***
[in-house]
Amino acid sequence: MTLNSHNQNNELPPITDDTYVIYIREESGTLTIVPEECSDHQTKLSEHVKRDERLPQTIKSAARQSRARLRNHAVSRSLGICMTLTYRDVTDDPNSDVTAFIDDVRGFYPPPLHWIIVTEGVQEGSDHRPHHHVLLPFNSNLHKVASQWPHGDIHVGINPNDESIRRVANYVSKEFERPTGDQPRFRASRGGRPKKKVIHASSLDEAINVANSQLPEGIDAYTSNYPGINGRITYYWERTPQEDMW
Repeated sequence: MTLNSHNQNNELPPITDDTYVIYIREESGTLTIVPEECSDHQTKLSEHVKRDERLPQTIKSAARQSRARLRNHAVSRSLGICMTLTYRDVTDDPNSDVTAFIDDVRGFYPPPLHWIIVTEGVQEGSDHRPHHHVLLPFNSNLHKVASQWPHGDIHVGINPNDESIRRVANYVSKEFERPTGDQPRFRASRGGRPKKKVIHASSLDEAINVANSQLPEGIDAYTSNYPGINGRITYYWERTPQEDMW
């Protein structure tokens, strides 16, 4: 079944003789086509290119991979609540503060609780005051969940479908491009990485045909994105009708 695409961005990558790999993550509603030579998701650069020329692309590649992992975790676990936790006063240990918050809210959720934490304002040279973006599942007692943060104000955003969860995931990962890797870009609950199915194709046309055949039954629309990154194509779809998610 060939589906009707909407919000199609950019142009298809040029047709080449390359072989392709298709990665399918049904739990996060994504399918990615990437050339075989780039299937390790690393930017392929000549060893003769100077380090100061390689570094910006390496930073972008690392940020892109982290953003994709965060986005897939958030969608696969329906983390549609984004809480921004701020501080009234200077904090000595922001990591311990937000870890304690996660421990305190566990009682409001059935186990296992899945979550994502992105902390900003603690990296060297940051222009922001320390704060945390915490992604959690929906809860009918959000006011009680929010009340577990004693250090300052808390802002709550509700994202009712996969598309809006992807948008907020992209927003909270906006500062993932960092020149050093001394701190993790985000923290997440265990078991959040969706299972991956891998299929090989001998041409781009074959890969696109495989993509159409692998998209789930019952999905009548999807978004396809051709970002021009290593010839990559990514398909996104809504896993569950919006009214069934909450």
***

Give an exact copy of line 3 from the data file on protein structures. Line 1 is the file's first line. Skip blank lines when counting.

Repeated sequence: MTLNSHNQNNELPPITDDTYVIYIREESGTLTIVPEECSDHQTKLSEHVKRDERLPQTIKSAARQSRARLRNHAVSRSLGICMTLTYRDVTDDPNSDVTAFIDDVRGFYPPPLHWIIVTEGVQEGSDHRPHHHVLLPFNSNLHKVASQWPHGDIHVGINPNDESIRRVANYVSKEFERPTGDQPRFRASRGGRPKKKVIHASSLDEAINVANSQLPEGIDAYTSNYPGINGRITYYWERTPQEDMW